(13 episodes, 2002)
My previous exposure
The second series I watched that was suggested by this thread ! And, er, that’s it : your descriptions didn’t give me much of an image of the show, and I tried to stay as unspoilt as possible anyway.
What’s it about ?
In what looks like a rural European city (but could really be anywhere), lives a small community of winged teenagers and kids (the titular Haibane, or “Grey Wings”) who hatch full-grown from eggs, get jobs helping around the villagers if they’re old enough, and eventually “fly off” when it’s time for them to move on.
The series follows the viewpoint of Rakka, the latest hatched Haibane, who thus gets to learn the strange customs and rules of the community and grow familiar with the other Haibane along with the audience.
What did I think of it ?
It’s been two weeks since I’ve watched this, and I’m still not sure what I thought of it.
Part of the problem comes from the initial episodes, where some of the Haibane’s customs (as well as the false impression that there are only female Haibane) leave a strong bad taste of Patriarchy. Now, further episodes makes it clear that’s not the case at all (there ARE male Haibane, who are treated exactly the same way ; and the few old men in charge of the system are all but stated to be failed Haibane who try and help the new ones), but that was still not the best first impression for a series to start off with.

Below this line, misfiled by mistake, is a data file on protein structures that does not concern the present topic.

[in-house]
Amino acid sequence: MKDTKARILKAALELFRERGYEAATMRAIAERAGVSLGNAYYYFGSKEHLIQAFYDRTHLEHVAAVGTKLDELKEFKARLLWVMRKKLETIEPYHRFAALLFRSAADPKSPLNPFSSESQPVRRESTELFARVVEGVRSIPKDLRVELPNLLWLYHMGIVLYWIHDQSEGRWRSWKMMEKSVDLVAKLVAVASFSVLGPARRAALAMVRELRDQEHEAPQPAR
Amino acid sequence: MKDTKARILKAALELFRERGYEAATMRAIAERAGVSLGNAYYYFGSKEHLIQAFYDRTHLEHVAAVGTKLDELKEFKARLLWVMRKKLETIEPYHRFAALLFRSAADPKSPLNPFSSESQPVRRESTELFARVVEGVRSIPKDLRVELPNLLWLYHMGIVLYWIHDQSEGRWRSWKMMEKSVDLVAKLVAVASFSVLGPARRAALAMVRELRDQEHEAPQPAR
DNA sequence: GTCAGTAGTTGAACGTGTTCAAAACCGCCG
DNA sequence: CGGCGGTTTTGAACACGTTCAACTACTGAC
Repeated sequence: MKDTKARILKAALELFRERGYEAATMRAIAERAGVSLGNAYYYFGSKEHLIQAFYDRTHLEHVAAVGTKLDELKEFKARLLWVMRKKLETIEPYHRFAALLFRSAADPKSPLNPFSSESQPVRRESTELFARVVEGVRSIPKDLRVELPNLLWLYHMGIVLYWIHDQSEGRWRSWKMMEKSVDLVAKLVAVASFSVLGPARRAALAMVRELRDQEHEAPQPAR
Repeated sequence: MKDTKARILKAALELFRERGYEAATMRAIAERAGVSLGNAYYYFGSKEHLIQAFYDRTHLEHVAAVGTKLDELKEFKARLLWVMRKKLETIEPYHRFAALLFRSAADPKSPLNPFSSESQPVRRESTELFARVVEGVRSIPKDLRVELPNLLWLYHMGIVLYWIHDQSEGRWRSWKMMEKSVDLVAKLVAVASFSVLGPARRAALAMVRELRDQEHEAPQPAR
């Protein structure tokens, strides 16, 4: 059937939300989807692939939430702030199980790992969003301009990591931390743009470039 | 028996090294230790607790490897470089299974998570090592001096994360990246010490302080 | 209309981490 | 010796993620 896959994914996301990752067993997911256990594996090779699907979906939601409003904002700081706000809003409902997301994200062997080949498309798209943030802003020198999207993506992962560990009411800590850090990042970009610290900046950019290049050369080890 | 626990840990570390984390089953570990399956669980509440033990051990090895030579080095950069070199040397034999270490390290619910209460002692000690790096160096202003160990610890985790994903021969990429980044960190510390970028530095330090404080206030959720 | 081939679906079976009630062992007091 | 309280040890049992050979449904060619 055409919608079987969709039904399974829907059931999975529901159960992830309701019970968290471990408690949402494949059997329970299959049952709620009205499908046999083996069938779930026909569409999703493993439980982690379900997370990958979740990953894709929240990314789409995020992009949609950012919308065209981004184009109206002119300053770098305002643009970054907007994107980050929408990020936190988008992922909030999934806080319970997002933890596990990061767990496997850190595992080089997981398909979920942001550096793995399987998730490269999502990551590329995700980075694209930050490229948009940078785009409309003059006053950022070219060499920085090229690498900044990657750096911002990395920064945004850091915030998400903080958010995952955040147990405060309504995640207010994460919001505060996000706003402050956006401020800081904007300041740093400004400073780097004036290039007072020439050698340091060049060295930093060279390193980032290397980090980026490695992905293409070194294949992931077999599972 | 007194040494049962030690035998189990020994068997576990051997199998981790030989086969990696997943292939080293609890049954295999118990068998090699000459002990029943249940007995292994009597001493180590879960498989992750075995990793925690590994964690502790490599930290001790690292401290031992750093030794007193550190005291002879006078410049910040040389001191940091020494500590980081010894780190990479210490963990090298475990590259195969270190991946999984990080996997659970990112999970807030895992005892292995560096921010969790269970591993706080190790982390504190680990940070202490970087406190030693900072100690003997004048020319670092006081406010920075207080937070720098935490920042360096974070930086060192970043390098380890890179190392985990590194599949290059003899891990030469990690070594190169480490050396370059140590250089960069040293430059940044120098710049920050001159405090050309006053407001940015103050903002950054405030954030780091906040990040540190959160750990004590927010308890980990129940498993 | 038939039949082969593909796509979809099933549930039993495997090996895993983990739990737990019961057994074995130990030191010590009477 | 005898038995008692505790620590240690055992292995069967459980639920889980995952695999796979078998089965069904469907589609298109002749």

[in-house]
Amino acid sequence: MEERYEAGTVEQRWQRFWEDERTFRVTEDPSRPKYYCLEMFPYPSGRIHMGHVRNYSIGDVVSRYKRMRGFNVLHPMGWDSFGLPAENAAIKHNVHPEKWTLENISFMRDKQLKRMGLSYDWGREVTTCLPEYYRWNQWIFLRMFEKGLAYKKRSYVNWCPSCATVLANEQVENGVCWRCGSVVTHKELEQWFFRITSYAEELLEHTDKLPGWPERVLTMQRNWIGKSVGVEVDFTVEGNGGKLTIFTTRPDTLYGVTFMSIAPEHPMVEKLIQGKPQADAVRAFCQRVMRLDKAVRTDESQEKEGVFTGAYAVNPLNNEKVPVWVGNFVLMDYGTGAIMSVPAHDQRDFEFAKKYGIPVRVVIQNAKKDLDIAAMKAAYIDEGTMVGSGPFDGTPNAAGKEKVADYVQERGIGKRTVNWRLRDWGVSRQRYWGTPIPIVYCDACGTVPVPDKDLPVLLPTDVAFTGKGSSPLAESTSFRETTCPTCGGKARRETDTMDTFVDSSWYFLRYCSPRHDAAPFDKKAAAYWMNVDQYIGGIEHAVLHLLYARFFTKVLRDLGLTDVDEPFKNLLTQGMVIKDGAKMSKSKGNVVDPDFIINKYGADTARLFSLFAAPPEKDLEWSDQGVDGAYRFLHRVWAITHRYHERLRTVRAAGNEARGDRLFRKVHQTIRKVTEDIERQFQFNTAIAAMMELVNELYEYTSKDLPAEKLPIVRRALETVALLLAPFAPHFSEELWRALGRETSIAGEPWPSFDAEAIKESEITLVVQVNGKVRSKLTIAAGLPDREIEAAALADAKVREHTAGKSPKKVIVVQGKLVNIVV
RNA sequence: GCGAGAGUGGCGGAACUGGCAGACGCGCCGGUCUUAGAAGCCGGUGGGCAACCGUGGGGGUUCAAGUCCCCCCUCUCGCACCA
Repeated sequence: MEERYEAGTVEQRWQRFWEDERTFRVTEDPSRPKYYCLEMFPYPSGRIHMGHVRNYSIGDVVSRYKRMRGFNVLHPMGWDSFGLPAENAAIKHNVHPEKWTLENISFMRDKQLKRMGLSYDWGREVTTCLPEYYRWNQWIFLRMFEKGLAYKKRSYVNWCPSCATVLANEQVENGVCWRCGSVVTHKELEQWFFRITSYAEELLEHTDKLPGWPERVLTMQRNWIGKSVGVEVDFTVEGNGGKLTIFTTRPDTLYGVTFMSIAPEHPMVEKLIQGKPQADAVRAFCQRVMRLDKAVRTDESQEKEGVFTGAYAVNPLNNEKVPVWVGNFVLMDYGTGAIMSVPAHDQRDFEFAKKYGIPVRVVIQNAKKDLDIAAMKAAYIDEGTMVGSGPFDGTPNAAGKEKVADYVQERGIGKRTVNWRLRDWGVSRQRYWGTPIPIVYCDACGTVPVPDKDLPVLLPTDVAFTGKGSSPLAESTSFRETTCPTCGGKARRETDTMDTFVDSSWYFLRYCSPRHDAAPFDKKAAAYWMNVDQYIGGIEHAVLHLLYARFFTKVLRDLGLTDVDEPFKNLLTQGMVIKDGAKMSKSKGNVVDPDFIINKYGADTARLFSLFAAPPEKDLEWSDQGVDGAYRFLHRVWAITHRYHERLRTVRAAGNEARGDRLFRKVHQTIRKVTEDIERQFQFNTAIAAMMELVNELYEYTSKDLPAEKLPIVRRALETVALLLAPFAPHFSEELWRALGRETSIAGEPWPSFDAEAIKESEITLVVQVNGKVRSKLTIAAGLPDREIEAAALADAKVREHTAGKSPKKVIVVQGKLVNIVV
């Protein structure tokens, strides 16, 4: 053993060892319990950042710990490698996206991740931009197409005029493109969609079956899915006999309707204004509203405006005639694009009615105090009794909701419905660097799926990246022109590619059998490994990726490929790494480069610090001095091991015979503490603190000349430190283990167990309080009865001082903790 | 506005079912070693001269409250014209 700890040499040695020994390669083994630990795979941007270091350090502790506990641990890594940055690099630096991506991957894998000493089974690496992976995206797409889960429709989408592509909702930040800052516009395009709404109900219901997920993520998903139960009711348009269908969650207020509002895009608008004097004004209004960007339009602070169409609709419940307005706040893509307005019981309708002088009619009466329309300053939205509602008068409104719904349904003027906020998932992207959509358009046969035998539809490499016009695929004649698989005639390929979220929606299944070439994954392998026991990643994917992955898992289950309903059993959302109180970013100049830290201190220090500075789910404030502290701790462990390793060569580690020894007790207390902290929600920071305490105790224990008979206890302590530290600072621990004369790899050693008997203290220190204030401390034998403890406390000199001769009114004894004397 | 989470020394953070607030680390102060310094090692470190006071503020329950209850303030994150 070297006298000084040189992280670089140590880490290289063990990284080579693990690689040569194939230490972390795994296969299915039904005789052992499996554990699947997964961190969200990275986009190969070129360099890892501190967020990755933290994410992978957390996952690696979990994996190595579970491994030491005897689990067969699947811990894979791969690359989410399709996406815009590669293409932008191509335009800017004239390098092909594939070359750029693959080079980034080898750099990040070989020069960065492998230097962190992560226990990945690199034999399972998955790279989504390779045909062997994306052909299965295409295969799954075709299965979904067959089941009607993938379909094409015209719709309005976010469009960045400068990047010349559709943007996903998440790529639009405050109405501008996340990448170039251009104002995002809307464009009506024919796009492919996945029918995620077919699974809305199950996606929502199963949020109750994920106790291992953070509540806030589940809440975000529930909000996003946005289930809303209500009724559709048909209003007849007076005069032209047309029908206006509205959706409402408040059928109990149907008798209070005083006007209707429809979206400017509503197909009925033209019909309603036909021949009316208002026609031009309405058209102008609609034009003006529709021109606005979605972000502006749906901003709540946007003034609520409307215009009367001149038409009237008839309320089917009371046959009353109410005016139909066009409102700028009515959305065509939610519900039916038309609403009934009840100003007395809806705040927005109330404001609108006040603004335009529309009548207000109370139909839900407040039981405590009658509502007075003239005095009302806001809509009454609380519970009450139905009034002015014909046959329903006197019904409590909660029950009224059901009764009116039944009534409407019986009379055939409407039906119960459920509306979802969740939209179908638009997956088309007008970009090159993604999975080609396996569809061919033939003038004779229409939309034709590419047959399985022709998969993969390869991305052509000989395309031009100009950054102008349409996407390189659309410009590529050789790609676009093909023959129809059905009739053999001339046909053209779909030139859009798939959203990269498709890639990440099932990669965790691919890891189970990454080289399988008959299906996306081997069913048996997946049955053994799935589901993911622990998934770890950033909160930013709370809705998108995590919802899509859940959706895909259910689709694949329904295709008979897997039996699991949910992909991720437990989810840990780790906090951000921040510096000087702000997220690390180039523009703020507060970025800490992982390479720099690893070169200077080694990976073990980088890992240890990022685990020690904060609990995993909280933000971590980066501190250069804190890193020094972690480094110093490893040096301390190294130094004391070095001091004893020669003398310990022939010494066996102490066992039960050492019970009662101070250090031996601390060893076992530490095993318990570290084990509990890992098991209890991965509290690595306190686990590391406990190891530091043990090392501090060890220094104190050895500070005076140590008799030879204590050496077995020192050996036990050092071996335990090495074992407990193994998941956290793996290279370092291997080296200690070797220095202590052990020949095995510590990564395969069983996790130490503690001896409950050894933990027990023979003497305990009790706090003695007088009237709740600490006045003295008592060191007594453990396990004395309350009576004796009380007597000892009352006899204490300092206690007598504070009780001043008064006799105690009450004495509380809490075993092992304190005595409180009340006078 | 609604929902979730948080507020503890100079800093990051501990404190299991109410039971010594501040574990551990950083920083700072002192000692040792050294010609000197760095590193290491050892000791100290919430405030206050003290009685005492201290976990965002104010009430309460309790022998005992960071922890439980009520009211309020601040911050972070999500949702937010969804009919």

Obviously, the series is a blatant metaphor for purgatory, what with the otherwise useless wings/aureolas that the Haibane have, and the general theme of moving beyond one’s past issues in order to go forward. Heck, the climax even deals with a Haibane who committed suicide in her previous life. The symbolism couldn’t be more obvious.
But I don’t particularly care about that. Fortunately, the show also works on a more prosaic level – a newcomer entering a community and progressively blending in, despite learning that she’ll have to go eventually. The slice of life episodes about each girl’s job are my favourite, as are the bits explaining how the community actually works. Who the Haibane were before and where they go after is mostly irrelevant (besides the way it affects their personalities), and I kinda get the feeling that the show agrees with me (what with never showing any of it, or the general message of “you need to get past it”).
Don’t mistake me, I’ve enjoyed watching this show ; I have a thing for slightly off-kilter slice-of-life/drama, Kana’s job pleased my tech geek side, and I enjoyed those characters’ company. But the heavy-handed symbolism didn’t quite click for me, which prevents the series from entering my hall of favourites. Still, I don’t regret buying that boxset sight unseen.